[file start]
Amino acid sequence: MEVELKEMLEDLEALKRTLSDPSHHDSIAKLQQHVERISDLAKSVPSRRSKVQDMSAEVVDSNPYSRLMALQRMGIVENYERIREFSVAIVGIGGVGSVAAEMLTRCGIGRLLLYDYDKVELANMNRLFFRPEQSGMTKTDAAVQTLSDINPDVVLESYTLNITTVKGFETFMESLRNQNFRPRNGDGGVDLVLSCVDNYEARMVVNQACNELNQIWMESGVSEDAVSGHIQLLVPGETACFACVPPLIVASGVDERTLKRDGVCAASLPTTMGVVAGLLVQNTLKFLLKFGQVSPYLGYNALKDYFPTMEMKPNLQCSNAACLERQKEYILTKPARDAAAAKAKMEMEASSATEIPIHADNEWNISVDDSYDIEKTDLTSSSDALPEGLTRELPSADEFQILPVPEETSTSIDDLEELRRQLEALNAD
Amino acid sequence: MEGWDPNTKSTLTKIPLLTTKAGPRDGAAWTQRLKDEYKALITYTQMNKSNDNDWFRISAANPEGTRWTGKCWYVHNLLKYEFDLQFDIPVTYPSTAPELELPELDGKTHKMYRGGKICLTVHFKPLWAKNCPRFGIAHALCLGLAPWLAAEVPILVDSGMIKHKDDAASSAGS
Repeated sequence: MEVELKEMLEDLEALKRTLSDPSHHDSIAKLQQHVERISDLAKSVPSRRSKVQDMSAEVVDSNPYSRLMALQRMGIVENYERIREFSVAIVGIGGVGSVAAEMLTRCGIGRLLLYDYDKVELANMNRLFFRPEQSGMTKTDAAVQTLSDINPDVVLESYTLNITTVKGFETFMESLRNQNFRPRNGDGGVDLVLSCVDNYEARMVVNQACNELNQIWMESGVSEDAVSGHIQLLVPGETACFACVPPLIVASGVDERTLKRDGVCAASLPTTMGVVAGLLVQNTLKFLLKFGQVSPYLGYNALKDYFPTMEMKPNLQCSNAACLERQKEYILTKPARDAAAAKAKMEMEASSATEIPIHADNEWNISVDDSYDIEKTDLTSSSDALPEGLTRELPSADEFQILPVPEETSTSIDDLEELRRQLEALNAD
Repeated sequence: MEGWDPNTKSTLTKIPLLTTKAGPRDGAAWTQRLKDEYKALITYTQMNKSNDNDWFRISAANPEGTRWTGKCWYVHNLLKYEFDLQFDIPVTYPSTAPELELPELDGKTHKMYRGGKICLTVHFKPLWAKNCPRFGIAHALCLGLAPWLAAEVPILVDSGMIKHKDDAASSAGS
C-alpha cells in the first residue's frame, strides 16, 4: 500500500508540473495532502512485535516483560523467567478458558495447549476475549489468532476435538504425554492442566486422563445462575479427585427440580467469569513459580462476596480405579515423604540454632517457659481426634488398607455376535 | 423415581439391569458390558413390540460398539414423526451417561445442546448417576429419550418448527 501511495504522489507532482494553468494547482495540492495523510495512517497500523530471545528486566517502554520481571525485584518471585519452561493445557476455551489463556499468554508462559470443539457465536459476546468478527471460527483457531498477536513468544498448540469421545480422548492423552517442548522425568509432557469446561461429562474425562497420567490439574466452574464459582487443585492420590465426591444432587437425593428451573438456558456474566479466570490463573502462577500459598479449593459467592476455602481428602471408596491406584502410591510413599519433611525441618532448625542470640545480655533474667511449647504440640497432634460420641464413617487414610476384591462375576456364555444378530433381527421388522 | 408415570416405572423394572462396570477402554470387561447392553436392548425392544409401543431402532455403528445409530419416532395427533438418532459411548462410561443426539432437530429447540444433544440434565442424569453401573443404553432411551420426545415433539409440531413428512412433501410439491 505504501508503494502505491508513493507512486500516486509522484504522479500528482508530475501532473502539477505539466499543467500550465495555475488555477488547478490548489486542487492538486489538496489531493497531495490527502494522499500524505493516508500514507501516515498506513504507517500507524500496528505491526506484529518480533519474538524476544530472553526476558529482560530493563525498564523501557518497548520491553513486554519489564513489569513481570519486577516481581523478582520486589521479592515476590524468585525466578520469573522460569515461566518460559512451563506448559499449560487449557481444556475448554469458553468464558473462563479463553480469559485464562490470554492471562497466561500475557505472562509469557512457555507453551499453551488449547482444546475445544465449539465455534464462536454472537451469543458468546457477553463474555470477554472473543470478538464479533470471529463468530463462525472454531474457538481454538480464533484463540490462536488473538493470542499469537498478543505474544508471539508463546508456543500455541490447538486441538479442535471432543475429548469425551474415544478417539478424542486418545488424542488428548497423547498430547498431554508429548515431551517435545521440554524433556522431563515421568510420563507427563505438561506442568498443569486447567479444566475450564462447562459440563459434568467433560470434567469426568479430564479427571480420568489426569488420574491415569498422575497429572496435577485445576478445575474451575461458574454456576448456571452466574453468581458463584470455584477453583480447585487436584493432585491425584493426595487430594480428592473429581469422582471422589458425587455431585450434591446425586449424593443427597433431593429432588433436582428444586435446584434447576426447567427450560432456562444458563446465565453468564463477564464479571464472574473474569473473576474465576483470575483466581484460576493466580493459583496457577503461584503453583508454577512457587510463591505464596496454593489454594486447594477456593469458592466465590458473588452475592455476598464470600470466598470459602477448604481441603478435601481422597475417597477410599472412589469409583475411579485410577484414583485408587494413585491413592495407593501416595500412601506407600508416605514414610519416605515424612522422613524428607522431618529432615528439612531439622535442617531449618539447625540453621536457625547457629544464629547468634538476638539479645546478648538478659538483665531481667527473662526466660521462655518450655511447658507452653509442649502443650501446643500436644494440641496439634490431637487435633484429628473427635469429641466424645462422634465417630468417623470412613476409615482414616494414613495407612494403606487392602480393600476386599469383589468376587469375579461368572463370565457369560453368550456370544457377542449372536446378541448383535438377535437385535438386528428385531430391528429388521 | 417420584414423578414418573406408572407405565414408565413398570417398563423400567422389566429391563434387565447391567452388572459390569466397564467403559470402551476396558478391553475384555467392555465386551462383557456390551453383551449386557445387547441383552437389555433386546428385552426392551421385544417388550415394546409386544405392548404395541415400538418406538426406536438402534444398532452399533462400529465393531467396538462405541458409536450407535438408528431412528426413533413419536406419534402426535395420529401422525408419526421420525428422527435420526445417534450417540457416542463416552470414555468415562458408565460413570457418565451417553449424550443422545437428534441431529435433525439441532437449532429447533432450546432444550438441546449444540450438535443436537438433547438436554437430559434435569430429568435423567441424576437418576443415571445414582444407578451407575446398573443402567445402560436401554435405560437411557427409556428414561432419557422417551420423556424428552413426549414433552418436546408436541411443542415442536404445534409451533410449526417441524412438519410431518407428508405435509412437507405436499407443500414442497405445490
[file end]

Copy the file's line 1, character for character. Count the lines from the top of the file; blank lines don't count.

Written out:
Amino acid sequence: MEVELKEMLEDLEALKRTLSDPSHHDSIAKLQQHVERISDLAKSVPSRRSKVQDMSAEVVDSNPYSRLMALQRMGIVENYERIREFSVAIVGIGGVGSVAAEMLTRCGIGRLLLYDYDKVELANMNRLFFRPEQSGMTKTDAAVQTLSDINPDVVLESYTLNITTVKGFETFMESLRNQNFRPRNGDGGVDLVLSCVDNYEARMVVNQACNELNQIWMESGVSEDAVSGHIQLLVPGETACFACVPPLIVASGVDERTLKRDGVCAASLPTTMGVVAGLLVQNTLKFLLKFGQVSPYLGYNALKDYFPTMEMKPNLQCSNAACLERQKEYILTKPARDAAAAKAKMEMEASSATEIPIHADNEWNISVDDSYDIEKTDLTSSSDALPEGLTRELPSADEFQILPVPEETSTSIDDLEELRRQLEALNAD